The Diesel DZ9044 is the perfect watch for the secretive. You must be wondering how the time is displayed. Is there tiny miniature fires that light up on the hour warming ones wrist? Does the watch emit beeping sounds? Do the hands suddenly appear suspended above the dial? No, none of these things which ,if I say so myself, are quite intriguing concepts. Before I divulge the secret of this watch, I will tell you some of the watches extraordinary capabilities. The watch displays four different time zones at once.
Yes! The four time zones are displayed on the sides of the watch case leaving the front of the watch blank creating a fresh new look


Tokyoflash releases some FireTokyoflash releases some Fire

Here’s the latest from Tokyoflash, who aims to start a fire on your wrist. This one is designed vertically with Yellow LEDs that will tell you the hours, red LEDs indicate groups of 10 minutes and the green LEDs indicate single minutes. As always, hard to read for some, but very stylish and futuristic. It features an adjustable strap and they claim that it’s so comfortable you barely know it’s on your wrist. You can get yours for a limited time only launch price of about $130.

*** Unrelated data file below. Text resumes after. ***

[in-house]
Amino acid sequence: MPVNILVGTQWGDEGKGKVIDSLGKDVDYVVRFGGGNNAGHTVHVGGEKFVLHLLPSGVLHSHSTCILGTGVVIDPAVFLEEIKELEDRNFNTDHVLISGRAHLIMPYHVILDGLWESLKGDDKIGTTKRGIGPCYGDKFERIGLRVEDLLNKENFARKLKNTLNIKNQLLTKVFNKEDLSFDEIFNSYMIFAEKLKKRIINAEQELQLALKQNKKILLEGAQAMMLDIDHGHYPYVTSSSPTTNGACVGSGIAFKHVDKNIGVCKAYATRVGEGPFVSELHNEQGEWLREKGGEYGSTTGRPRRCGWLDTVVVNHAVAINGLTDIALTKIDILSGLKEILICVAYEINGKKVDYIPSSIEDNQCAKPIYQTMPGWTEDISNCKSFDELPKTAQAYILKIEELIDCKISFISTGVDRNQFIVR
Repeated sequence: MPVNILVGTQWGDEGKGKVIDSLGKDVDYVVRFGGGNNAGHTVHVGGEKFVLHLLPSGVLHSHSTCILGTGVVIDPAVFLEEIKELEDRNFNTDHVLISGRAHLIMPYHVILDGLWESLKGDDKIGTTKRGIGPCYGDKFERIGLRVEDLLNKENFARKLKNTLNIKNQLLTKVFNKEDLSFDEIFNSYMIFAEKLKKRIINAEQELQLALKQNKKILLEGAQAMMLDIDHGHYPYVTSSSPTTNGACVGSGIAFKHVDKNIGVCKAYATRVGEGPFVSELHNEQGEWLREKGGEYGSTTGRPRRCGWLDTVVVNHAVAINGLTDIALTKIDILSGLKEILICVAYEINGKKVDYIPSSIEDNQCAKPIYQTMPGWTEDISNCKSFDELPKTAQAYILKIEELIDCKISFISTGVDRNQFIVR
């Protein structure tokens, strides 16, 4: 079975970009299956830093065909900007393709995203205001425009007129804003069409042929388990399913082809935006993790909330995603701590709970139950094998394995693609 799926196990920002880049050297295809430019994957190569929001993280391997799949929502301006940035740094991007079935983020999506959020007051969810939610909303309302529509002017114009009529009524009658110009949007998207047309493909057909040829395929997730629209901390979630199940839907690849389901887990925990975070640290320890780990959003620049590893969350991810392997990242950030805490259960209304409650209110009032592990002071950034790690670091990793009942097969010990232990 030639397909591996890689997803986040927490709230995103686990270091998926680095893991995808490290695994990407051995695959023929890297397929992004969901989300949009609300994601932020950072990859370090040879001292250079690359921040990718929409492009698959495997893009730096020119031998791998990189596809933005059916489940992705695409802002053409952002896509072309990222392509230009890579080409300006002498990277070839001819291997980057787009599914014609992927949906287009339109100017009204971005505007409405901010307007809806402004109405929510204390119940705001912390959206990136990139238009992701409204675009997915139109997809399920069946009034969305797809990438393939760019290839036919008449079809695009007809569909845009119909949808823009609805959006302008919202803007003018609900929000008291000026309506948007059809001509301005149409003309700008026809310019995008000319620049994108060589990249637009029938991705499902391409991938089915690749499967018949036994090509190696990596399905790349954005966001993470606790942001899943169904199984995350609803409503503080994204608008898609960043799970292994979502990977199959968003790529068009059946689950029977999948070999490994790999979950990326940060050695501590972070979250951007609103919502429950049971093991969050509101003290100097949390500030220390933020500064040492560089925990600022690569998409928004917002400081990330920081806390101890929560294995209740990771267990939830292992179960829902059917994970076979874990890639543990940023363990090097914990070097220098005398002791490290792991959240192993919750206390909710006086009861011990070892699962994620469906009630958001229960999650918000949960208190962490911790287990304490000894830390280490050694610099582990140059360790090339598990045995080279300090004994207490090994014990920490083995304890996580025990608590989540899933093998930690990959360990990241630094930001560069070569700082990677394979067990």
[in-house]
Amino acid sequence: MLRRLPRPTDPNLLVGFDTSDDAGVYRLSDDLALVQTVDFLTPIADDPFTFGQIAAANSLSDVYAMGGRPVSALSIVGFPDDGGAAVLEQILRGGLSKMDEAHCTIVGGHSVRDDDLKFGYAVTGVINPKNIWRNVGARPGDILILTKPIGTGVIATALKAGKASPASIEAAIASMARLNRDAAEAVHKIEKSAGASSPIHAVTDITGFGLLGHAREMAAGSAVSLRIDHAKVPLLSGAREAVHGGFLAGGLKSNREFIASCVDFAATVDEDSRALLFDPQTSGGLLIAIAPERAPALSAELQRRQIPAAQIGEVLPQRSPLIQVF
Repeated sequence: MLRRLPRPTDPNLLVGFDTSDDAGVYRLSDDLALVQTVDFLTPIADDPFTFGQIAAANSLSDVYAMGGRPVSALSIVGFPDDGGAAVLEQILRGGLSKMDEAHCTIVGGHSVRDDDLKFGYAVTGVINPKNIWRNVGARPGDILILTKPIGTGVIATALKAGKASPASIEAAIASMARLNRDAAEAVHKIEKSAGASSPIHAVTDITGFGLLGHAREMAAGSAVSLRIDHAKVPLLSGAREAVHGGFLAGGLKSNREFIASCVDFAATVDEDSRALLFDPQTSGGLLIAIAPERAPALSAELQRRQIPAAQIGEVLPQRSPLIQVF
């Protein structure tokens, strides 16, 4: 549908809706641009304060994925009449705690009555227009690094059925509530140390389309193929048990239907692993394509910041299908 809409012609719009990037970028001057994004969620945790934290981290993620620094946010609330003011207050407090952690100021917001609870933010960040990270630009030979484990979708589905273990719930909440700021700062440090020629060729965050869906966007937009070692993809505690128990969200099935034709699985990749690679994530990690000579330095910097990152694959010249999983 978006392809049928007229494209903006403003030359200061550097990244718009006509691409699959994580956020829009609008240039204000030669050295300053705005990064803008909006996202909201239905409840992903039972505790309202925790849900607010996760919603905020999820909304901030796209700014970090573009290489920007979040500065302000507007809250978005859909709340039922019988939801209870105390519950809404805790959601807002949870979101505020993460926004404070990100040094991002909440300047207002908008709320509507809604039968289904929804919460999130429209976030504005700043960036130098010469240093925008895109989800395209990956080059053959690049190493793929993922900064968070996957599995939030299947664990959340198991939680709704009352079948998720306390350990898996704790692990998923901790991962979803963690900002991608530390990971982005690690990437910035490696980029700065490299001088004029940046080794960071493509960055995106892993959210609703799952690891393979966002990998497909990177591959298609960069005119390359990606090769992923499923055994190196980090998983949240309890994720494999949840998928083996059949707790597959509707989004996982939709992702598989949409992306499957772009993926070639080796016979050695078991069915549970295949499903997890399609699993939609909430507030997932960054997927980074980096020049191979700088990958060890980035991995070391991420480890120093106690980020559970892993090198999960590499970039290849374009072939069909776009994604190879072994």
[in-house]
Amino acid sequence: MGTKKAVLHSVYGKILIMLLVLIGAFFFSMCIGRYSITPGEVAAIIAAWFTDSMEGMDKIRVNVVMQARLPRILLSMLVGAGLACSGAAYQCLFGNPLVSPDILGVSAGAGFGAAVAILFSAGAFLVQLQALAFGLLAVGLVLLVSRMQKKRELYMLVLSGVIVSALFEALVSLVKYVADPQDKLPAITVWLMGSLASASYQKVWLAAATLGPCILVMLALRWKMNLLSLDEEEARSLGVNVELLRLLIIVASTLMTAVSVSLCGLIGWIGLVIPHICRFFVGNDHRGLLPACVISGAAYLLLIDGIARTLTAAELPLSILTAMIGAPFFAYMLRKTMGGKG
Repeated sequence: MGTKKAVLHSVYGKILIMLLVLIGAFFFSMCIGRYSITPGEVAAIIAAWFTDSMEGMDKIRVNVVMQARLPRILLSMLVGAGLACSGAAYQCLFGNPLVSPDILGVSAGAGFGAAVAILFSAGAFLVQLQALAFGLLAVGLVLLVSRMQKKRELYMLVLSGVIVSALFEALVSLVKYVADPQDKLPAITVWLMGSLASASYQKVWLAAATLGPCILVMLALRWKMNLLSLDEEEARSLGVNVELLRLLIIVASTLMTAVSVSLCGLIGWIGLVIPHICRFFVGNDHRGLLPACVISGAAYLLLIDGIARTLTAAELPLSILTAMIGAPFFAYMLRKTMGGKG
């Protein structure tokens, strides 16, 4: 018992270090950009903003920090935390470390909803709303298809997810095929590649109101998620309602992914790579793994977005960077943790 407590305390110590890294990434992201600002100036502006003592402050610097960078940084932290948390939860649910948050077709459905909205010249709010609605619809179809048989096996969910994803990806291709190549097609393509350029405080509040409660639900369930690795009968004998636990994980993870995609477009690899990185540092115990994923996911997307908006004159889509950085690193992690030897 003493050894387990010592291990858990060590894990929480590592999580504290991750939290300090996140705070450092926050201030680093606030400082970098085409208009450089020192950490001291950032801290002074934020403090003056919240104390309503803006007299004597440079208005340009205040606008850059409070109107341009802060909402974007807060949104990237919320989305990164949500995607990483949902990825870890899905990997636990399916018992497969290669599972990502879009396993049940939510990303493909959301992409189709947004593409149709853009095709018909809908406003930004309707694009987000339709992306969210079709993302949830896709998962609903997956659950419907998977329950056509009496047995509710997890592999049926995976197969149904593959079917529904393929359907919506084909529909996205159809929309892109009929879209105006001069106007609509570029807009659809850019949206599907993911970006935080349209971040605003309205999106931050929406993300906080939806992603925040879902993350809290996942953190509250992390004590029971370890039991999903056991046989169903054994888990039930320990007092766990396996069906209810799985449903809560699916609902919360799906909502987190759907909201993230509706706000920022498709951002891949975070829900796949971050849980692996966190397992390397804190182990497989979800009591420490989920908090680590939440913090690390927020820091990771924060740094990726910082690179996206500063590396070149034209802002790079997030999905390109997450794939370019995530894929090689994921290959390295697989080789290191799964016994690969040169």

Rogue watch from TokyoflashRogue watch from Tokyoflash

Here’s Tokyoflash’s newest hard to read and futuristic timepiece for those who love these hard-to-read-watches. With the LCD interface, the time can be read at a glance but it can also be illuminated with sci-fi green LEDs, so that when you touch the button, it resembles a glowing radar screen. It sports a solid stainless steel strap which can be adjusted.

So how do you read this one? The outer ring dots are the minutes, every fifth dot being slightly smaller to distinguish five minutes. The ring of large blocks represents rough minutes, the position of the gap indicating approximate minutes. The inner ring of blocks represents hours, the position of the gap in the ring showing the current hour as on a clock face. It will set you back $154.